| Transcending Compliance in the Financial Sector: The Impact of Negotiated Prosecutions on Enforcement Capacity and Corporate Governance
Dates: March 2008 to May 2009
Funder: ESRC Small Grants
Award Holder: Professor Sally Wheeler
External Collaborator: Prof. Justin O’Brien, ANU
Research Staff: Dr Patrick McWilliams
Room: G/033, Institute of Governance, 63 University Road
Tel: 028 9097 3961
Dr Patrick McWilliams
In the United States, Negotiated Prosecutions between corporations and the Department of Justice and the Securities and Exchange Commission (SEC) have increased dramatically since 2002 (not co-incidentally the year of the passage of the Sarbanes-Oxley Act to regulate corporate governance).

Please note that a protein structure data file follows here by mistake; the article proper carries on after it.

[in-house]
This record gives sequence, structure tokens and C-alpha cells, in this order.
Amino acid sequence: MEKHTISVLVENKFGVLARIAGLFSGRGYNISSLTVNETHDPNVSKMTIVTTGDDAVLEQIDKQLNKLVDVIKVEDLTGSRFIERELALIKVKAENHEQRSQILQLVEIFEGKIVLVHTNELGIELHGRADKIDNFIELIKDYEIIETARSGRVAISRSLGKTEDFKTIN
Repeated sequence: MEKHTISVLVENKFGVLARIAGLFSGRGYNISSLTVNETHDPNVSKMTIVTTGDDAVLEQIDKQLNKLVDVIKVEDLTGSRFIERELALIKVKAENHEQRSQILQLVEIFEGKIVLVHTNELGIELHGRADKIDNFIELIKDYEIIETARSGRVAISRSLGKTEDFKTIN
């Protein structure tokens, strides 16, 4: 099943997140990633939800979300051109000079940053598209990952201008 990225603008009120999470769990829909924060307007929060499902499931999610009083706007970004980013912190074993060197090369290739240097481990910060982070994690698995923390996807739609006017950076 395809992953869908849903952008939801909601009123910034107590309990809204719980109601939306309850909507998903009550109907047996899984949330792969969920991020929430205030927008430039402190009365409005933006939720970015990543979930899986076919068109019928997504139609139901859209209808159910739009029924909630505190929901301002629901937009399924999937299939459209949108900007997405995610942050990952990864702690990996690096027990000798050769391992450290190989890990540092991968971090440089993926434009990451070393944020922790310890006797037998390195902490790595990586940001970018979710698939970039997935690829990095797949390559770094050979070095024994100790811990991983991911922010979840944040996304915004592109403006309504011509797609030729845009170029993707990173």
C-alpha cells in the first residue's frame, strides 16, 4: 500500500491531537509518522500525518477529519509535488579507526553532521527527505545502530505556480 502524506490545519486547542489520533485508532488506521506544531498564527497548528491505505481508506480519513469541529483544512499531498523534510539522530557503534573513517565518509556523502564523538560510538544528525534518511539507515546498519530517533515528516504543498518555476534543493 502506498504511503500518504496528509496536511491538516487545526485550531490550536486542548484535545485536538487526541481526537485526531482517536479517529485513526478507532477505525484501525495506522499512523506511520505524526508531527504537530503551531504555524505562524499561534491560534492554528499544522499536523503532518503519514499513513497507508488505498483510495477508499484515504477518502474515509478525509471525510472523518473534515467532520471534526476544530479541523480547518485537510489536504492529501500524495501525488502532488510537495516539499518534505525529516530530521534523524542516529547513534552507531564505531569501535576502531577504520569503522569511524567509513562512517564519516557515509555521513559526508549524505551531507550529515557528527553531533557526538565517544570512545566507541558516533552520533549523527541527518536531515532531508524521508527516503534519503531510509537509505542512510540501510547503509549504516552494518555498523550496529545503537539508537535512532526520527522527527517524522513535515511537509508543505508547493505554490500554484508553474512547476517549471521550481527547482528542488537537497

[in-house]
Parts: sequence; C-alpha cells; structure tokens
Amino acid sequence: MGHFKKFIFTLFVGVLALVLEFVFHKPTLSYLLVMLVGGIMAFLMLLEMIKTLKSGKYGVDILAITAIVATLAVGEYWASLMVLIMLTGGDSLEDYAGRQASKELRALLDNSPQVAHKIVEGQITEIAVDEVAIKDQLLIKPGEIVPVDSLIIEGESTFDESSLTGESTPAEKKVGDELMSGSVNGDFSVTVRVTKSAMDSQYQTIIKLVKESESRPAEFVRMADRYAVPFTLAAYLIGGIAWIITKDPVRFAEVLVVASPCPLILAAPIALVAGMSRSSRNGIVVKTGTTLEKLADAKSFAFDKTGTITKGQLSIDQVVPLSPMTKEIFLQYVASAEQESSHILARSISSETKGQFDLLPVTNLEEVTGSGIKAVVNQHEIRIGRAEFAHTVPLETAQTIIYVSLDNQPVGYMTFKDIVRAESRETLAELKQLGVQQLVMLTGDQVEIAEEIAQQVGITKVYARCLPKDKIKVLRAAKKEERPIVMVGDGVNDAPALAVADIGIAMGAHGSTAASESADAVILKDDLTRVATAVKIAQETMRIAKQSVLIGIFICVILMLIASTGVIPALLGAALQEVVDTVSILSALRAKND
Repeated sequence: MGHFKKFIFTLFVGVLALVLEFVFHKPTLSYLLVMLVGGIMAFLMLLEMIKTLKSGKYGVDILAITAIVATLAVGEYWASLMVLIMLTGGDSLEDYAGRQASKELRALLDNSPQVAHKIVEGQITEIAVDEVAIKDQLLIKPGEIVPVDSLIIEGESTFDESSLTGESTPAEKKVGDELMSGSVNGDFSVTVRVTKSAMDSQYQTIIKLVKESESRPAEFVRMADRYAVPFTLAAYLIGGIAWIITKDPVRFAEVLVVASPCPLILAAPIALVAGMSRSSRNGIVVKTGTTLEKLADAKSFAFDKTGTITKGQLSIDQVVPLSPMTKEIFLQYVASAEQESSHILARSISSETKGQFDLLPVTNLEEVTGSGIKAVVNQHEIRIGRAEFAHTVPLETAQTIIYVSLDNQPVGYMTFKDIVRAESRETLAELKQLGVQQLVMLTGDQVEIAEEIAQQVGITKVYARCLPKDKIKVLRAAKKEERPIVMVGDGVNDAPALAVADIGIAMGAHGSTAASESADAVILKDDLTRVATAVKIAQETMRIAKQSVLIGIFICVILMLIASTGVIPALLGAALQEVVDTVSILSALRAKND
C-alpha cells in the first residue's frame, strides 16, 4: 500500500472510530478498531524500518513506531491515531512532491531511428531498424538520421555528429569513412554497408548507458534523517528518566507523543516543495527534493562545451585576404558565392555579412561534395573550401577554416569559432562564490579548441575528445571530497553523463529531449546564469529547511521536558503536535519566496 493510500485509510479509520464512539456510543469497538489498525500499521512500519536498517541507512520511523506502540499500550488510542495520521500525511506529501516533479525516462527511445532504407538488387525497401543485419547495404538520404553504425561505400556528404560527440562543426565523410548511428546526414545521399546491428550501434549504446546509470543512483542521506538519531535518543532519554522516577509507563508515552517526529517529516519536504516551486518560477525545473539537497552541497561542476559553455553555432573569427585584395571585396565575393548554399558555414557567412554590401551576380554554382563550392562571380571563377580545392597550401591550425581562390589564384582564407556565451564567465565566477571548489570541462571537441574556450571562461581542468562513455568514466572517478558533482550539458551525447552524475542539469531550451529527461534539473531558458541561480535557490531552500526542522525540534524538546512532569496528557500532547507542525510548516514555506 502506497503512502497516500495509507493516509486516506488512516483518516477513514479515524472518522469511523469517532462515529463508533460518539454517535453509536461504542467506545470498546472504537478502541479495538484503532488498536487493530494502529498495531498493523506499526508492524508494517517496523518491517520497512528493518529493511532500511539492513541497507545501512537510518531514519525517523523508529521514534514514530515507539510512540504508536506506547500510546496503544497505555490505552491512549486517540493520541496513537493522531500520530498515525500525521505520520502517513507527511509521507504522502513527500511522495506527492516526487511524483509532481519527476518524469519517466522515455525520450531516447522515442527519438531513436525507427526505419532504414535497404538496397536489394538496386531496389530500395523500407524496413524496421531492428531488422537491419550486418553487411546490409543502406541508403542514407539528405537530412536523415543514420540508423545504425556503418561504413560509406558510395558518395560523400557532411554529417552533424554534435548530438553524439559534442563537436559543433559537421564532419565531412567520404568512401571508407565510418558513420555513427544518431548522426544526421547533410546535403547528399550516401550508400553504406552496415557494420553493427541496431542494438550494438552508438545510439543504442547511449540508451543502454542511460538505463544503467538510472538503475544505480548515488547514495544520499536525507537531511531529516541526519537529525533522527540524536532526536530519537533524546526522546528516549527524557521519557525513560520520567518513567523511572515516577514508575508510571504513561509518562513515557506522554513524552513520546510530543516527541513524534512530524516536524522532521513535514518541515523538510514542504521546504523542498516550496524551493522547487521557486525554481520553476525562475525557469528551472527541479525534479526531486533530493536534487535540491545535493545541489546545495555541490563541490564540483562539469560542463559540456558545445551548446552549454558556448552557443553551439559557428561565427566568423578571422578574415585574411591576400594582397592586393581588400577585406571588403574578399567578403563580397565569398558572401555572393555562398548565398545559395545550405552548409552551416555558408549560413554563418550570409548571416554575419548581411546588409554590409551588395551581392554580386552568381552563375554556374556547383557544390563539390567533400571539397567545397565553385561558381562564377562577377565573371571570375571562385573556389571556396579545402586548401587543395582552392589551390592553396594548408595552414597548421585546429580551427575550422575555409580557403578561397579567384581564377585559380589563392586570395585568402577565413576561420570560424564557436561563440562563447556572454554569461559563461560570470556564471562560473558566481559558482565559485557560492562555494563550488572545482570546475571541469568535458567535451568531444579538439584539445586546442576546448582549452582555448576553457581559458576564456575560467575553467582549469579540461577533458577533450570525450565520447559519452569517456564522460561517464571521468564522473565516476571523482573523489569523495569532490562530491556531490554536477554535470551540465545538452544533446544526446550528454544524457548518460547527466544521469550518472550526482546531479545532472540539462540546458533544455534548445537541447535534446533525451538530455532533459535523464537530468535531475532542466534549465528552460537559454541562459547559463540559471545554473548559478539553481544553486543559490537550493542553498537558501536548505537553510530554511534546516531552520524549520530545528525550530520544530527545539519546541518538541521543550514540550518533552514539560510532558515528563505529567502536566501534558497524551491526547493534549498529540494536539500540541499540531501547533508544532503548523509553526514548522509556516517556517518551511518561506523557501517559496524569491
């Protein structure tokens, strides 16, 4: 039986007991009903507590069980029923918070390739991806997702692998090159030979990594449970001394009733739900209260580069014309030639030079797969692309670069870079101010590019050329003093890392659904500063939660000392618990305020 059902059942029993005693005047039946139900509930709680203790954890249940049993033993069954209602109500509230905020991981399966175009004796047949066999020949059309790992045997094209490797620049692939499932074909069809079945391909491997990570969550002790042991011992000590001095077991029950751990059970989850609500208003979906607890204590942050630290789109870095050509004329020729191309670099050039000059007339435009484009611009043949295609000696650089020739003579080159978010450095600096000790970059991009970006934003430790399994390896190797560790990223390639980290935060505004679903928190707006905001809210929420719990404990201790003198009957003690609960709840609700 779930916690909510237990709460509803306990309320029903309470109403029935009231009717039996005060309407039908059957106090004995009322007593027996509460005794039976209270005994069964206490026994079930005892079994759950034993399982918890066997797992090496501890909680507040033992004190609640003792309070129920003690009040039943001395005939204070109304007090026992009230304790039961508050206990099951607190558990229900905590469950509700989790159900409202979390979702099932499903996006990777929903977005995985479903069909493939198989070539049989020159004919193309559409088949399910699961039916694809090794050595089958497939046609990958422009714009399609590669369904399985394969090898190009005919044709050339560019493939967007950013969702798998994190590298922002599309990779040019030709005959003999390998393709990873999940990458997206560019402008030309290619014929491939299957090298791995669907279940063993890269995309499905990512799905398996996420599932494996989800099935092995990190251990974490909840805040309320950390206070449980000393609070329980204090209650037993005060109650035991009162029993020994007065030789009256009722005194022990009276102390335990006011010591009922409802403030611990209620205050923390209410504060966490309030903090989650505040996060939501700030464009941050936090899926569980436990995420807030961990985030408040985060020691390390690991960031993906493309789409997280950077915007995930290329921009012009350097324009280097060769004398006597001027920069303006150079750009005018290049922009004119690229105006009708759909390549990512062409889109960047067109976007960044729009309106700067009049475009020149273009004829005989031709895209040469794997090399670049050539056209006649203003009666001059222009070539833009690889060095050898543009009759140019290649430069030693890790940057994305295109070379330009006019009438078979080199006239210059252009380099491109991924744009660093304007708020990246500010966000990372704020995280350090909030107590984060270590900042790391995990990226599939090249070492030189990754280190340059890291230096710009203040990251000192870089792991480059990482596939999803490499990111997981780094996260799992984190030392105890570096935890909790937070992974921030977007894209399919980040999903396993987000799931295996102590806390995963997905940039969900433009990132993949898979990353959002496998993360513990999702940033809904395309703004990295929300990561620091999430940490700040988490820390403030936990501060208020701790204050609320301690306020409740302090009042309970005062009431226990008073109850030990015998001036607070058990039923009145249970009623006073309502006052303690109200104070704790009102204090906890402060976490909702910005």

There are clear advantages to this process from the regulatory perspective - an admission of wrongdoing, court enforcement, addressing of deficiencies and acceptance of external monitoring. From the corporate perspective there is a shield in place against further action and on-going negative publicity. The research seeks to demonstrate how and why this mechanism developed. It looks at how it has impacted on corporate governance reform, organisational structure and the theoretical underpinnings of corporate law. Further the research seeks to examine the appropriate parameters of this sort of device.